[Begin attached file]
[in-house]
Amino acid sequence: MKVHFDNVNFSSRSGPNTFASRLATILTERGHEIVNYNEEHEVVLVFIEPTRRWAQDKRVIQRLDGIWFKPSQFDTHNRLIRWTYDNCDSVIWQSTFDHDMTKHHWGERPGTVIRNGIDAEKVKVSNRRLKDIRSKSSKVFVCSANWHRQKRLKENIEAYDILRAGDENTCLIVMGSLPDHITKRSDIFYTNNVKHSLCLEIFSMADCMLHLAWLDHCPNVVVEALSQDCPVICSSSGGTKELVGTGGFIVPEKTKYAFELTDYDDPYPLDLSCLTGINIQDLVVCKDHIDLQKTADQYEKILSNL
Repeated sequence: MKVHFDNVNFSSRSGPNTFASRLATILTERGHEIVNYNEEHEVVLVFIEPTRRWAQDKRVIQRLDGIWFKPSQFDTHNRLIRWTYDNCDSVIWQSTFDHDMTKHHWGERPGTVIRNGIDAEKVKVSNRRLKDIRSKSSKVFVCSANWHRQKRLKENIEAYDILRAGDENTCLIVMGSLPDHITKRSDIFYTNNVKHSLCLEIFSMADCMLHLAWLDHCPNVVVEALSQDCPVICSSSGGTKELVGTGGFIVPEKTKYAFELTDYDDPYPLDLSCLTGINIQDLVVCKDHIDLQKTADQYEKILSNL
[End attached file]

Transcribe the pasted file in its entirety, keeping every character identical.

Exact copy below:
[in-house]
Amino acid sequence: MKVHFDNVNFSSRSGPNTFASRLATILTERGHEIVNYNEEHEVVLVFIEPTRRWAQDKRVIQRLDGIWFKPSQFDTHNRLIRWTYDNCDSVIWQSTFDHDMTKHHWGERPGTVIRNGIDAEKVKVSNRRLKDIRSKSSKVFVCSANWHRQKRLKENIEAYDILRAGDENTCLIVMGSLPDHITKRSDIFYTNNVKHSLCLEIFSMADCMLHLAWLDHCPNVVVEALSQDCPVICSSSGGTKELVGTGGFIVPEKTKYAFELTDYDDPYPLDLSCLTGINIQDLVVCKDHIDLQKTADQYEKILSNL
Repeated sequence: MKVHFDNVNFSSRSGPNTFASRLATILTERGHEIVNYNEEHEVVLVFIEPTRRWAQDKRVIQRLDGIWFKPSQFDTHNRLIRWTYDNCDSVIWQSTFDHDMTKHHWGERPGTVIRNGIDAEKVKVSNRRLKDIRSKSSKVFVCSANWHRQKRLKENIEAYDILRAGDENTCLIVMGSLPDHITKRSDIFYTNNVKHSLCLEIFSMADCMLHLAWLDHCPNVVVEALSQDCPVICSSSGGTKELVGTGGFIVPEKTKYAFELTDYDDPYPLDLSCLTGINIQDLVVCKDHIDLQKTADQYEKILSNL